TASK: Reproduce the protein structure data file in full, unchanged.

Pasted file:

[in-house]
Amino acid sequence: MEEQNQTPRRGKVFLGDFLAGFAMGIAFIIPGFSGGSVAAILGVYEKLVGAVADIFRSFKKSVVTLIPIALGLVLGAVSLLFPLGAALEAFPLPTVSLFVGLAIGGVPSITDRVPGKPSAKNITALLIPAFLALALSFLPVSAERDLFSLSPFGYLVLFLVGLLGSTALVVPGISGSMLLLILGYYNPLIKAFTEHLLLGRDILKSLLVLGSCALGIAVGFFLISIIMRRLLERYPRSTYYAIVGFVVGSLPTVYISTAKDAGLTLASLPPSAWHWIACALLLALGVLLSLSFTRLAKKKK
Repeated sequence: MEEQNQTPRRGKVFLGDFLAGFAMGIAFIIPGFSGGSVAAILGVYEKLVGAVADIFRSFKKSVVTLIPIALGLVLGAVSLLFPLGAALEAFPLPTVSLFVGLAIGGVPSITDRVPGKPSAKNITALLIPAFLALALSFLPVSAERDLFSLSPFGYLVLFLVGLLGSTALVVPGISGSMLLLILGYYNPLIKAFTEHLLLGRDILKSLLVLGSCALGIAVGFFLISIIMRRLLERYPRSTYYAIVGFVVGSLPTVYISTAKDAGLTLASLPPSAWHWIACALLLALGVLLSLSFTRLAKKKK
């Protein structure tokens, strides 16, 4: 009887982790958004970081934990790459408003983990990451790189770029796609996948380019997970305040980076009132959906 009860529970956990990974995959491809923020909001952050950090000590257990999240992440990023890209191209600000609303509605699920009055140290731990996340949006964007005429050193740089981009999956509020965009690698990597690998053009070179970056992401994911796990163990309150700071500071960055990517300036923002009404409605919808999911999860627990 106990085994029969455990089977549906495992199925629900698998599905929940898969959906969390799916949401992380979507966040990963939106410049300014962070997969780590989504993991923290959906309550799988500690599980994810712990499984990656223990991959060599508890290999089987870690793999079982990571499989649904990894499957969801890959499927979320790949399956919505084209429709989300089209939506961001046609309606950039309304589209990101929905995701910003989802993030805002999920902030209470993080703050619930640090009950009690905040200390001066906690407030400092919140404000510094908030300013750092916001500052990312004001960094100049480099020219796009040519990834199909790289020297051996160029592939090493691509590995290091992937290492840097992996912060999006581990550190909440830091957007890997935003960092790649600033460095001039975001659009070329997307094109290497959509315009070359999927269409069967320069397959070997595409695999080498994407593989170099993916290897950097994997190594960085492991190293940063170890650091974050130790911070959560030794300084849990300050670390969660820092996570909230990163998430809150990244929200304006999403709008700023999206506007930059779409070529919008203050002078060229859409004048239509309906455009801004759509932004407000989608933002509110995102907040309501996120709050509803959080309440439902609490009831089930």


[in-house]
Amino acid sequence: MEEQNQTPRRGKVFLGDFLAGFAMGIAFIIPGFSGGSVAAILGVYEKLVGAVADIFRSFKKSVVTLIPIALGLVLGAVSLLFPLGAALEAFPLPTVSLFVGLAIGGVPSITDRVPGKPSAKNITALLIPAFLALALSFLPVSAERDLFSLSPFGYLVLFLVGLLGSTALVVPGISGSMLLLILGYYNPLIKAFTEHLLLGRDILKSLLVLGSCALGIAVGFFLISIIMRRLLERYPRSTYYAIVGFVVGSLPTVYISTAKDAGLTLASLPPSAWHWIACALLLALGVLLSLSFTRLAKKKK
Repeated sequence: MEEQNQTPRRGKVFLGDFLAGFAMGIAFIIPGFSGGSVAAILGVYEKLVGAVADIFRSFKKSVVTLIPIALGLVLGAVSLLFPLGAALEAFPLPTVSLFVGLAIGGVPSITDRVPGKPSAKNITALLIPAFLALALSFLPVSAERDLFSLSPFGYLVLFLVGLLGSTALVVPGISGSMLLLILGYYNPLIKAFTEHLLLGRDILKSLLVLGSCALGIAVGFFLISIIMRRLLERYPRSTYYAIVGFVVGSLPTVYISTAKDAGLTLASLPPSAWHWIACALLLALGVLLSLSFTRLAKKKK
């Protein structure tokens, strides 16, 4: 009887982790958004970081934990790459408003983990990451790189770029796609996948380019997970305040980076009132959906 009860529970956990990974995959491809923020909001952050950090000590257990999240992440990023890209191209600000609303509605699920009055140290731990996340949006964007005429050193740089981009999956509020965009690698990597690998053009070179970056992401994911796990163990309150700071500071960055990517300036923002009404409605919808999911999860627990 106990085994029969455990089977549906495992199925629900698998599905929940898969959906969390799916949401992380979507966040990963939106410049300014962070997969780590989504993991923290959906309550799988500690599980994810712990499984990656223990991959060599508890290999089987870690793999079982990571499989649904990894499957969801890959499927979320790949399956919505084209429709989300089209939506961001046609309606950039309304589209990101929905995701910003989802993030805002999920902030209470993080703050619930640090009950009690905040200390001066906690407030400092919140404000510094908030300013750092916001500052990312004001960094100049480099020219796009040519990834199909790289020297051996160029592939090493691509590995290091992937290492840097992996912060999006581990550190909440830091957007890997935003960092790649600033460095001039975001659009070329997307094109290497959509315009070359999927269409069967320069397959070997595409695999080498994407593989170099993916290897950097994997190594960085492991190293940063170890650091974050130790911070959560030794300084849990300050670390969660820092996570909230990163998430809150990244929200304006999403709008700023999206506007930059779409070529919008203050002078060229859409004048239509309906455009801004759509932004407000989608933002509110995102907040309501996120709050509803959080309440439902609490009831089930």